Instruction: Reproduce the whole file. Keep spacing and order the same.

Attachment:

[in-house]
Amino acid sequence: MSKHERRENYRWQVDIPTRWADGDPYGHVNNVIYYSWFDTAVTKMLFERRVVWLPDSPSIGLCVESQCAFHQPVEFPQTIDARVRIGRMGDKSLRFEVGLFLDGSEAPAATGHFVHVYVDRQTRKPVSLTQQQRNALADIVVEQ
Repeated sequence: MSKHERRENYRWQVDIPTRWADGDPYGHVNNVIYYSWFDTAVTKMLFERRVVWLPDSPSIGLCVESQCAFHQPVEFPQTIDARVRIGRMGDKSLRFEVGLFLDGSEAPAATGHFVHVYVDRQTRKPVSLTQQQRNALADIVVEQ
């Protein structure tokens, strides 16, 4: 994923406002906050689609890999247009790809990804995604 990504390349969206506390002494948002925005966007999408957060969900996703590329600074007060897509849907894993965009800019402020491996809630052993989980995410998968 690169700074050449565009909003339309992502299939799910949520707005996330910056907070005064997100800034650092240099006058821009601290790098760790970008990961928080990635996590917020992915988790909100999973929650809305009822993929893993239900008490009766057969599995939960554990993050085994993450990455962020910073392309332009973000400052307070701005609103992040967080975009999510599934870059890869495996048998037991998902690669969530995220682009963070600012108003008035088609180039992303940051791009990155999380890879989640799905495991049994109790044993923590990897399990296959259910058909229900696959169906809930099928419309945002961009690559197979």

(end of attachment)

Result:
[in-house]
Amino acid sequence: MSKHERRENYRWQVDIPTRWADGDPYGHVNNVIYYSWFDTAVTKMLFERRVVWLPDSPSIGLCVESQCAFHQPVEFPQTIDARVRIGRMGDKSLRFEVGLFLDGSEAPAATGHFVHVYVDRQTRKPVSLTQQQRNALADIVVEQ
Repeated sequence: MSKHERRENYRWQVDIPTRWADGDPYGHVNNVIYYSWFDTAVTKMLFERRVVWLPDSPSIGLCVESQCAFHQPVEFPQTIDARVRIGRMGDKSLRFEVGLFLDGSEAPAATGHFVHVYVDRQTRKPVSLTQQQRNALADIVVEQ
């Protein structure tokens, strides 16, 4: 994923406002906050689609890999247009790809990804995604 990504390349969206506390002494948002925005966007999408957060969900996703590329600074007060897509849907894993965009800019402020491996809630052993989980995410998968 690169700074050449565009909003339309992502299939799910949520707005996330910056907070005064997100800034650092240099006058821009601290790098760790970008990961928080990635996590917020992915988790909100999973929650809305009822993929893993239900008490009766057969599995939960554990993050085994993450990455962020910073392309332009973000400052307070701005609103992040967080975009999510599934870059890869495996048998037991998902690669969530995220682009963070600012108003008035088609180039992303940051791009990155999380890879989640799905495991049994109790044993923590990897399990296959259910058909229900696959169906809930099928419309945002961009690559197979």